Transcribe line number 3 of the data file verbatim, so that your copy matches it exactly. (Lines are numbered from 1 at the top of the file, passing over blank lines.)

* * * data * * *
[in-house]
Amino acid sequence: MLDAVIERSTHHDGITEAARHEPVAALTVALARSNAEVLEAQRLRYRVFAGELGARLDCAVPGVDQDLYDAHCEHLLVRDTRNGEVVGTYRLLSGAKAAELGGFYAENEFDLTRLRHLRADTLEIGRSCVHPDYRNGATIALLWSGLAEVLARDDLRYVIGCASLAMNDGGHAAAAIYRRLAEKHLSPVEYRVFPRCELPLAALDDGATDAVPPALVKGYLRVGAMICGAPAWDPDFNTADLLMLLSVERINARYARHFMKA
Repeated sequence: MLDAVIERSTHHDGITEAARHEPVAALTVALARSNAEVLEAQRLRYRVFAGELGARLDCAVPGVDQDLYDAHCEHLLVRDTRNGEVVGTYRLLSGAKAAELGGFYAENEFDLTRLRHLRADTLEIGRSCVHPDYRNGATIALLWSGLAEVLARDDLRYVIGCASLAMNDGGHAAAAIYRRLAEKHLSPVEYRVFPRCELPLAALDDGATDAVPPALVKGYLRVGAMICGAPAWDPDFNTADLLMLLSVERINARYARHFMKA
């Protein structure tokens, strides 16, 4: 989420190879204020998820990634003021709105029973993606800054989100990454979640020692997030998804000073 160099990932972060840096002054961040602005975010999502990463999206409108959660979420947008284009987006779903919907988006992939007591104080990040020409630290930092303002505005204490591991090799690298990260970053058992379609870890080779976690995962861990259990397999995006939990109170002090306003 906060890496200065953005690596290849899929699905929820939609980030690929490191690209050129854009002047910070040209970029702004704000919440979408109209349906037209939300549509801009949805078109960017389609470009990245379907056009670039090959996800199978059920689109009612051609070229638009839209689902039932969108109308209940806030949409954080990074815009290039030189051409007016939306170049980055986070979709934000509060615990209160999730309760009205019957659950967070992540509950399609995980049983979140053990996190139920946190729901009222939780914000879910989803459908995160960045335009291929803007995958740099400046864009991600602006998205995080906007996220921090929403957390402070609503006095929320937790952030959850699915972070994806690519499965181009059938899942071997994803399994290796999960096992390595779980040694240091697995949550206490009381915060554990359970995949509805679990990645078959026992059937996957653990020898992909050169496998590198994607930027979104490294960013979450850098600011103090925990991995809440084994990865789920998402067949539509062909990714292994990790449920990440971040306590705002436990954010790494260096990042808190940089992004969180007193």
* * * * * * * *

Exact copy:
Repeated sequence: MLDAVIERSTHHDGITEAARHEPVAALTVALARSNAEVLEAQRLRYRVFAGELGARLDCAVPGVDQDLYDAHCEHLLVRDTRNGEVVGTYRLLSGAKAAELGGFYAENEFDLTRLRHLRADTLEIGRSCVHPDYRNGATIALLWSGLAEVLARDDLRYVIGCASLAMNDGGHAAAAIYRRLAEKHLSPVEYRVFPRCELPLAALDDGATDAVPPALVKGYLRVGAMICGAPAWDPDFNTADLLMLLSVERINARYARHFMKA